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taylomax

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About taylomax

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  1. On reflection, I'm not sure that Ecclesfield Beagles did merge with Holme Valley Beagles - anyone know? Holme Valley and Colne Valley did merge it seems.
  2. I think the name of the huntsman when I followed them was Jonty Sanderson (or perhaps Saunderson). The country they hunted extended from the South Yorkshire Pennines towards Worksop, and north towards Wombwell. The Strines then would have been fairly inaccessible but in the days before strong limits on drinking and driving a doable trip if you had a car. If my memory is correct, the Boxing Day meet was always The Rockingham Arms in Wentworth. The hounds were kennelled in a quarry off Townend Road, Ecclesfield, somewhere close to the Cemetery. I think they merged with Holme Valley beagles some years ago, and that joint pack then merged with Colne Valley. I don't know where they are kennelled now. Most of the followers I remember came from North Sheffield although thats probably inaccurate.
  3. Just came across these posts. I used to hunt with Ecclesfield Beagles in the late 50's-early 60's. My memory is that they met at the Strines at Christmas (eve I think).
  4. The site firthparkgrammarschool. doesn't seem to work. Has it disappeared? I was a pupil from 1956-63. ---------------- Edit, new link: https://firthparkgrammarschool.wordpress.com/
  5. Just noticed this thread - sorry for such a late posting. I was in the same class as Malcolm Stringer, her husband, at Hucklow Road Junior School. I remember her as a teenager hanging out around Sheffield Lane Top and Hatfield House Lane.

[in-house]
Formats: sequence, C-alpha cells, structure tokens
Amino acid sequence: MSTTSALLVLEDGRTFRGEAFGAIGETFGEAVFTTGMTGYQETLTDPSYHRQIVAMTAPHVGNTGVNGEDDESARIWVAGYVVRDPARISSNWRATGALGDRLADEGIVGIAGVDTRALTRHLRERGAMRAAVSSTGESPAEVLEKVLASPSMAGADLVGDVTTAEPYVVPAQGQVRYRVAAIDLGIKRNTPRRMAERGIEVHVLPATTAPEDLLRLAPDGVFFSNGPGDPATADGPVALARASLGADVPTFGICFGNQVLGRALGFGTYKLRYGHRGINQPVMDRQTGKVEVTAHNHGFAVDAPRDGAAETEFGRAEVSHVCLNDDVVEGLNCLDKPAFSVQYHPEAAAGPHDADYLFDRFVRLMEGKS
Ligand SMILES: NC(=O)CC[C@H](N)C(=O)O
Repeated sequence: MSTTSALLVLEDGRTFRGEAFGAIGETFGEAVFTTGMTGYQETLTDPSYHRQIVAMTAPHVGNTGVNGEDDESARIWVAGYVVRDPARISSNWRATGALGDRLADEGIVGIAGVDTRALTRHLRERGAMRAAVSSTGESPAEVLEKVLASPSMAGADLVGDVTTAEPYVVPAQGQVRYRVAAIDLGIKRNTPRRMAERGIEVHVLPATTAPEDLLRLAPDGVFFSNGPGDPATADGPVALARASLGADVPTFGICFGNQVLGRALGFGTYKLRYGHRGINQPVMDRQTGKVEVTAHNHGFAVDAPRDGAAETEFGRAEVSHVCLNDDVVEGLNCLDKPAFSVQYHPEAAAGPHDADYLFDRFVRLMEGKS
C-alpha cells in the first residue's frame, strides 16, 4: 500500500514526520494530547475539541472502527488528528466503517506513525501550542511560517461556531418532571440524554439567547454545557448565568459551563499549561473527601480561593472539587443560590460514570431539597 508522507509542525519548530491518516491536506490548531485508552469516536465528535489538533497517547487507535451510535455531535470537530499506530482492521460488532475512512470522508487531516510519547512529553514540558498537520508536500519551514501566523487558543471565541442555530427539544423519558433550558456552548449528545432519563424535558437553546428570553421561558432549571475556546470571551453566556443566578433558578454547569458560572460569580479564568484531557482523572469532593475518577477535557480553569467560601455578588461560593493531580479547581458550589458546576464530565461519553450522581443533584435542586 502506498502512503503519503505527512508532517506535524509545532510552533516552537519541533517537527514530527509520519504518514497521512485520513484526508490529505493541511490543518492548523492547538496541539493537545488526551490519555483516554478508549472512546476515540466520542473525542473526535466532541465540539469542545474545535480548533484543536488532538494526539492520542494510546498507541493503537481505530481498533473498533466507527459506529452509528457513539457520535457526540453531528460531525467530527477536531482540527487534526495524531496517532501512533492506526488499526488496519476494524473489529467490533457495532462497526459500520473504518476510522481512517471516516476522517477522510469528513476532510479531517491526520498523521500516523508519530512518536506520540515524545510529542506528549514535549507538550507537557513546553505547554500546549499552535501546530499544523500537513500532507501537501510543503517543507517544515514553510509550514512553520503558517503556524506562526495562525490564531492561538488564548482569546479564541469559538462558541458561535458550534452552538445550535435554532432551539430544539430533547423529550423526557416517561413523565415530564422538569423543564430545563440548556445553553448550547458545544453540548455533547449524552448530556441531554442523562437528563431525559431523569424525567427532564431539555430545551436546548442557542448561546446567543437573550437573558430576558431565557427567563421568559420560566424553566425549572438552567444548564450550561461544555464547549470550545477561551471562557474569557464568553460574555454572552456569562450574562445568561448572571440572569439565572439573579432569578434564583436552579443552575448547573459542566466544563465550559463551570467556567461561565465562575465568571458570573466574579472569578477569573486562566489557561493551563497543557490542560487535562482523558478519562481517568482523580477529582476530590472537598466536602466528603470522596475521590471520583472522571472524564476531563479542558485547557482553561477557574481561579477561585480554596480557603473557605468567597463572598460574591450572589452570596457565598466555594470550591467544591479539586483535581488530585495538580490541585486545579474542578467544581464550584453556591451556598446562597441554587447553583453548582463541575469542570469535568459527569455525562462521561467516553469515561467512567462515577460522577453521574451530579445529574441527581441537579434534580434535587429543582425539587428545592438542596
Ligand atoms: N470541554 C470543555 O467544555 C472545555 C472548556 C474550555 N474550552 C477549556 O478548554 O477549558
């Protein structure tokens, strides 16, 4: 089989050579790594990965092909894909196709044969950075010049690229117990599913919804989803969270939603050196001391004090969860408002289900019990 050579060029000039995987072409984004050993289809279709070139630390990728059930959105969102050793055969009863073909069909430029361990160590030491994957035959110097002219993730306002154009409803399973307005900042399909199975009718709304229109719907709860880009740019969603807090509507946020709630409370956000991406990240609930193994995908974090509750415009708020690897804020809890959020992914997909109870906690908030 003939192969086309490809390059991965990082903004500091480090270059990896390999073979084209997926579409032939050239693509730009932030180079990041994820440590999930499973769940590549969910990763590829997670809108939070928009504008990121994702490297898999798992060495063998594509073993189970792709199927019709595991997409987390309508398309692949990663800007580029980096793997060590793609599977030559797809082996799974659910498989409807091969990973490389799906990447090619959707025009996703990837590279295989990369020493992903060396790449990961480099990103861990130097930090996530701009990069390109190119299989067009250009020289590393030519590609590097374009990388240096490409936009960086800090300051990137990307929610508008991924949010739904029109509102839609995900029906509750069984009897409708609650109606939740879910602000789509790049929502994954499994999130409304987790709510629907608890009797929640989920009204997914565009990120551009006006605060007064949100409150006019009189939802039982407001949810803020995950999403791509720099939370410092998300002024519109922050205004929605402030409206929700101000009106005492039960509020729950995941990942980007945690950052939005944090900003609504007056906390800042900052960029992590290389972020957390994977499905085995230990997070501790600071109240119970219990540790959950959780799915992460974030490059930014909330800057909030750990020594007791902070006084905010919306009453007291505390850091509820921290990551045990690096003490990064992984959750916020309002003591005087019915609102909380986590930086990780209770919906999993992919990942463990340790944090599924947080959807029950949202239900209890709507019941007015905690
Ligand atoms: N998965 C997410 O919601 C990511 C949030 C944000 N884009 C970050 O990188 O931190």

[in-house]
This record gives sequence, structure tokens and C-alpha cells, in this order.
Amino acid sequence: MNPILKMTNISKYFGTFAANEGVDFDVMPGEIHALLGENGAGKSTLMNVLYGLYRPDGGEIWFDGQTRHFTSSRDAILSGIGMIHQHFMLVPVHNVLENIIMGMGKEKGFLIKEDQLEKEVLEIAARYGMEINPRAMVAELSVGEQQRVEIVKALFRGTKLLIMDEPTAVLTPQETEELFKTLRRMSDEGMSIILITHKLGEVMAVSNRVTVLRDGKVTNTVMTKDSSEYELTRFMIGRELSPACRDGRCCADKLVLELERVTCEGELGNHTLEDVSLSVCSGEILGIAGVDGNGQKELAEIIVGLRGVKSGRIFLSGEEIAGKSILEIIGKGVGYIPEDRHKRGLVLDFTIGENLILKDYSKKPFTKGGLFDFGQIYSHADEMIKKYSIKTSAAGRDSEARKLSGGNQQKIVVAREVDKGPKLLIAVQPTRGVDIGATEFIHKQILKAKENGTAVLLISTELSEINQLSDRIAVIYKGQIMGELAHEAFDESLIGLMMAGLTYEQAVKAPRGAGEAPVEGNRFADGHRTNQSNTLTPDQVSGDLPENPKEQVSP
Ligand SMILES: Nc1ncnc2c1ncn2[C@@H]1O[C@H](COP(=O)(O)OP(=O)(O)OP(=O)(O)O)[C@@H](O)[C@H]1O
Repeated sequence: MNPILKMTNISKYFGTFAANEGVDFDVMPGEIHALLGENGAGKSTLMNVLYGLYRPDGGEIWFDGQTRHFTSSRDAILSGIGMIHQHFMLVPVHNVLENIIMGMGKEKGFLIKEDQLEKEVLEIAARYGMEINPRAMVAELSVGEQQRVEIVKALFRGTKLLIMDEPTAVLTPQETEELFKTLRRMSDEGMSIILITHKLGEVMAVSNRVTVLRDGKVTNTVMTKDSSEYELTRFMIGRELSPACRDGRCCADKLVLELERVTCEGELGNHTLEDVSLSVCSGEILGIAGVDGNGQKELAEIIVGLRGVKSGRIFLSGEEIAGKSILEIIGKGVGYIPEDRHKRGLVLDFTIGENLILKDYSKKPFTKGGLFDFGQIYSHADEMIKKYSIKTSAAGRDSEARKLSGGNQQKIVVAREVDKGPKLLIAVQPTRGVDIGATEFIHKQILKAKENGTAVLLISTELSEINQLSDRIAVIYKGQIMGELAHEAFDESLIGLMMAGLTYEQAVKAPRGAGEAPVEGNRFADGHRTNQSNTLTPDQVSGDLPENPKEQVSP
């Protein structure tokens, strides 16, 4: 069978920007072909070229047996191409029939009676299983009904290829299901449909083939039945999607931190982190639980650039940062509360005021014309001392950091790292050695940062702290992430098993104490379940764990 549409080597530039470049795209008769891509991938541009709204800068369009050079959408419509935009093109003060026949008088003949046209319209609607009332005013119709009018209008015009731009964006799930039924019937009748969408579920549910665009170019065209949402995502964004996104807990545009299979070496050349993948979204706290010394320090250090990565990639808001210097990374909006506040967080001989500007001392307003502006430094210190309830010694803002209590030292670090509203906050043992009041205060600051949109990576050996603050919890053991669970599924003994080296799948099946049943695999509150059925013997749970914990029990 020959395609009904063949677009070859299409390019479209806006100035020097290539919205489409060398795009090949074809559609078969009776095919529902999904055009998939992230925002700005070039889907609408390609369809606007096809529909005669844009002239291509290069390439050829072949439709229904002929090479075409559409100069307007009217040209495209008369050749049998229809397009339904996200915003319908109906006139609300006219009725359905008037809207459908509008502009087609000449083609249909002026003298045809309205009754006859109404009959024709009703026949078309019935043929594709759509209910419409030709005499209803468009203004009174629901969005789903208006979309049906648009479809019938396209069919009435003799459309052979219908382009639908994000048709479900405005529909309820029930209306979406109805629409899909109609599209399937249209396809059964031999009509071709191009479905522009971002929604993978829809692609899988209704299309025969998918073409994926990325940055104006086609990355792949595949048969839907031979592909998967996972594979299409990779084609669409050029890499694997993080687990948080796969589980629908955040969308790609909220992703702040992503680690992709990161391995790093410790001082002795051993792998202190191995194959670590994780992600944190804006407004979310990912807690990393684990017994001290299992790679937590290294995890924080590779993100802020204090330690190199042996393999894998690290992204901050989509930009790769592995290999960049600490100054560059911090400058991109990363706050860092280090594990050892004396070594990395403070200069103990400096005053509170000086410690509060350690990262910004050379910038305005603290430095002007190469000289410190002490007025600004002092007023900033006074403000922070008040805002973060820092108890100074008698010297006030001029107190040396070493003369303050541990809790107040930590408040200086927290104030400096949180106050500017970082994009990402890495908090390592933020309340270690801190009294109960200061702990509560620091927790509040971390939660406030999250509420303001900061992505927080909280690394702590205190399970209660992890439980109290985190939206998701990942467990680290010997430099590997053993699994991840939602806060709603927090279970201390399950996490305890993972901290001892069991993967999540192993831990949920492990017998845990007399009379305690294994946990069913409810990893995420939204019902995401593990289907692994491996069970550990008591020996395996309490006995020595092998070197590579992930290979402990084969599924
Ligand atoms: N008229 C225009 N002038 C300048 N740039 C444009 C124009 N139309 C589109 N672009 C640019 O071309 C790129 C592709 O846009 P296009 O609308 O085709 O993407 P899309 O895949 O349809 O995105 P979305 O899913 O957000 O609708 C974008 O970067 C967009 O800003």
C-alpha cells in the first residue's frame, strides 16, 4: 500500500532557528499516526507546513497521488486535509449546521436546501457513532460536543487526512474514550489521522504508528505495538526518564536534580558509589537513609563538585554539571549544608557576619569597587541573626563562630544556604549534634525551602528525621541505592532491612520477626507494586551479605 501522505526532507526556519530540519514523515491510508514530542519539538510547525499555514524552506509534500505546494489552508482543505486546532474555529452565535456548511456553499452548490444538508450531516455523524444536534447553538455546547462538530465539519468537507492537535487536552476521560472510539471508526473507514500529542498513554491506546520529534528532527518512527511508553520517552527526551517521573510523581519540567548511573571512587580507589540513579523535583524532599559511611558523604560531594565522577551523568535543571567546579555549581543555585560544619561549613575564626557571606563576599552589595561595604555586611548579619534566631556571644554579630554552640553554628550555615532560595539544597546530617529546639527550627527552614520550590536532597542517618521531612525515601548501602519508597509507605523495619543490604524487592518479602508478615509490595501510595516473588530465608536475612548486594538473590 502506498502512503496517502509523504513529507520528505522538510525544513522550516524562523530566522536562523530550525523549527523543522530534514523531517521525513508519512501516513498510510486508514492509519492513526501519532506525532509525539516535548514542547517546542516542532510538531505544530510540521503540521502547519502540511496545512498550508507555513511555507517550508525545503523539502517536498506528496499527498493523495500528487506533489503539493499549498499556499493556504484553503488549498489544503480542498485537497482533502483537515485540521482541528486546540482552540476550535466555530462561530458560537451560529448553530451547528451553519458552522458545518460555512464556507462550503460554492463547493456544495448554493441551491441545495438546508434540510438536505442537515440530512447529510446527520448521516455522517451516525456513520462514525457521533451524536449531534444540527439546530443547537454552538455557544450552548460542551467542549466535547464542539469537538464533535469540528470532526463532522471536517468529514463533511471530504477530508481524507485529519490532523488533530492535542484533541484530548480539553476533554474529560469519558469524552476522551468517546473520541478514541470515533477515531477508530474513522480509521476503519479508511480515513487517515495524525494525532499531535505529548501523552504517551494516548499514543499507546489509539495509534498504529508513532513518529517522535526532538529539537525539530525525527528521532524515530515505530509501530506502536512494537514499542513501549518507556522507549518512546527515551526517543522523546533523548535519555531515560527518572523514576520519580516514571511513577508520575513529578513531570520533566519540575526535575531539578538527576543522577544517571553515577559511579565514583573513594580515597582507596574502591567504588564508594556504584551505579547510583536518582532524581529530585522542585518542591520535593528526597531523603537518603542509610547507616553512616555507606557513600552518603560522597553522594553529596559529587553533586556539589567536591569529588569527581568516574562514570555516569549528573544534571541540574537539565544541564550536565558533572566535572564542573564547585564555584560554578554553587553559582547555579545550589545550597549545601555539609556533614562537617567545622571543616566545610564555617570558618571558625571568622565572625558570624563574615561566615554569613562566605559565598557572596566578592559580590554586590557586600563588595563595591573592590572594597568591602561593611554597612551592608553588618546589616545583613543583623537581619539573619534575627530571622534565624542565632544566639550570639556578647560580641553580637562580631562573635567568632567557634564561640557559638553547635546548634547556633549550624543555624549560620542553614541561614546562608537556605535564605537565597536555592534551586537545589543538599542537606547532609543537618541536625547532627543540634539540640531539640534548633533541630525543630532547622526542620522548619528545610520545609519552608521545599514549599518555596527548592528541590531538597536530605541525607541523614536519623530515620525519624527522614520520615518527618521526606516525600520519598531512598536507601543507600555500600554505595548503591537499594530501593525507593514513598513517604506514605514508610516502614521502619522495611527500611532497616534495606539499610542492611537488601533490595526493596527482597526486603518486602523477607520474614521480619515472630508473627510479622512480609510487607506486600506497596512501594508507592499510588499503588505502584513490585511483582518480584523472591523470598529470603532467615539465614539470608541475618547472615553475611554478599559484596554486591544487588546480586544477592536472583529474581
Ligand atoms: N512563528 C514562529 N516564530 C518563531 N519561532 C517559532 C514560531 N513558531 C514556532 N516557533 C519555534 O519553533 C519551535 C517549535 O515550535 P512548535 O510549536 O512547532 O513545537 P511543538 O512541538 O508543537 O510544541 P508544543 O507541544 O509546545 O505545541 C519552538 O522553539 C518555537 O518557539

6. At the risk of over posting on this topic, here is a little more background on Sheffield forge and Rolling Mills from http://www.gracesguide.co.uk/Sheffield_Forge_and_Rolling_Mills_Co Sheffield Forge and Rolling Mills Co of Millsands Works, Sheffield 1872 The company was established on 18 July. 1951 Nationalised under the Iron and Steel Act; became part of the Iron and Steel Corporation of Great Britain 1953 Sold by Holding and Realization Agency to Darwins Ltd.
  7. Bayleaf raises an interesting point about the names of the different jobs in a rolling mill. My father was (or described himself) as a roller, and for all his working life as I remember it, he was the man at the end of the chain of rolls who finished the rolling. I think he was in charge of the set (is that the right term?). Other specialist jobs I remember (as oppsoed to crane driver and furnaceman) was the 'puller-out' who took the finished rolled bar from the rolls on the last pass (a posting on http://www.sheffieldforum.co.uk/archive/index.php/t-71012.html refers to the same job as 'runner out'), to the 'straightener', who if my memory is correct sat in a sort of recess in the floor, and turned and adjusted the finished bar so that it cooled straight. As a very young boy, I knew all about fractions and how to use a micrometer because he taught me as he showed and talked to me about his work which seemed to require an extraordinary degree of accuracy to avoid spoiling the steel - it seemed to be a job that requiered enormous skill, and judgement. I can't imagine that a trade like this will ever be created again (and who would want to work in such appalling conditions), so collecting memories of it is I think important.